Viewpoint by the Revd Andy Giles, Resource Church Curate at St Dionysius Church
Maybe you think of wealth, health, relationships, happiness. Or maybe you think of human flourishing – growing in knowledge, abilities, giftings, service to others.
What then would Jesus’ words mean for people who are born profoundly disabled? For people who develop a debilitating disease or suffer a life-changing injury? Or for people who develop dementia? We ask ourselves how could they possibly have life to the full? Do they simply have to wait until they get to heaven or is this a promise for them here and now too?
We live in a society that places great value on intellect, autonomy, productivity, and the ability to earn money and contribute to society. Therefore, when a person is unable to do any of these things because of their physical or mental condition, is their value lost? That is not how many such people and their families think, because they focus on what they can do or have done, and the relationships they have, not on what they cannot do. They are often greatly cherished by their families and friends.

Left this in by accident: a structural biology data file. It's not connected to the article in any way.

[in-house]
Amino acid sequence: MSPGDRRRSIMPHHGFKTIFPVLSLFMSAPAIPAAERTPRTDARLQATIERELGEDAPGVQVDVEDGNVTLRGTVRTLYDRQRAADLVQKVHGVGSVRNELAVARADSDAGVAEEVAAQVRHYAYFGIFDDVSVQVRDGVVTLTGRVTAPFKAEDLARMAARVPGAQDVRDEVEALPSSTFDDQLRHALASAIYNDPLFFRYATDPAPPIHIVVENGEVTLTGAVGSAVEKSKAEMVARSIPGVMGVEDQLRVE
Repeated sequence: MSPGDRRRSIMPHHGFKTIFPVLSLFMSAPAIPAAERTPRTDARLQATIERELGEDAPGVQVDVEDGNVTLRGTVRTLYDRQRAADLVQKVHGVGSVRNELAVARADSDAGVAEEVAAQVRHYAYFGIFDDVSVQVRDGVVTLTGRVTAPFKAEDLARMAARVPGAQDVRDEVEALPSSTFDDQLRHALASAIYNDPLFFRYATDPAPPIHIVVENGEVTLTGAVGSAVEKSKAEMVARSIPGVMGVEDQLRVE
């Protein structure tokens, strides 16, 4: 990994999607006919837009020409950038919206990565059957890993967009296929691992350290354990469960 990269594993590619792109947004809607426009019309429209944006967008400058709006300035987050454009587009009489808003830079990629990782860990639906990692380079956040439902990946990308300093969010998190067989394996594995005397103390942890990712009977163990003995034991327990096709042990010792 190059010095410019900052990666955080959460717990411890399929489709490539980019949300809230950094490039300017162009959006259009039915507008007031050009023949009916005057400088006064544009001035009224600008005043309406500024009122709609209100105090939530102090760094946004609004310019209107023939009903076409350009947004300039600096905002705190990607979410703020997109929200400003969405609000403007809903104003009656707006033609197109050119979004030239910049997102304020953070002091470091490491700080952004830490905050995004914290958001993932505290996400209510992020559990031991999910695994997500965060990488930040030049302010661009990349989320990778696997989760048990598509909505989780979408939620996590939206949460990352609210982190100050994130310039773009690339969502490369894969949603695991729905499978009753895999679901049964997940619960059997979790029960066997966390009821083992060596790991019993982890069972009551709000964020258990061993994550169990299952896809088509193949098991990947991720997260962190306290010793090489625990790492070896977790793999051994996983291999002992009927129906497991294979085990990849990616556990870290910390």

It’s often we outside observers who ask these questions. But the Christian faith tells us there is real and intrinsic value in every person and in their lives, whatever their condition, because they are loved and seen and known by God. Where we are not able to really know them because of their inability to communicate with us, God knows and loves them as much as he knows and loves us.
Former Archbishop of Canterbury Rowan Williams said: "What you don’t understand or see, the bits of yourself you can’t pull together in a convincing story, are all held in a single gaze of love."
This is true for all of us, even those who have never been able to communicate or those who have lost the ability to communicate. We may never be able to know their stories, they may have forgotten much of their story themselves, but they are held in the gaze of One who never forgets, always sees, and always loves.
Scottish theologian John Swinton suggests that while the world may be full of stories of great losses, the humanity of people who suffer and God’s faithful love for them is never lost. St Paul in Romans 8 tells us nothing can separate us from the love of God.
I’m not sure if we’ll ever really know what Jesus meant by ‘life to the full’, but I’m guessing that being known and loved by God may well be part of it.
By the Revd Andy Giles, Resource Church Curate at St Dionysius Church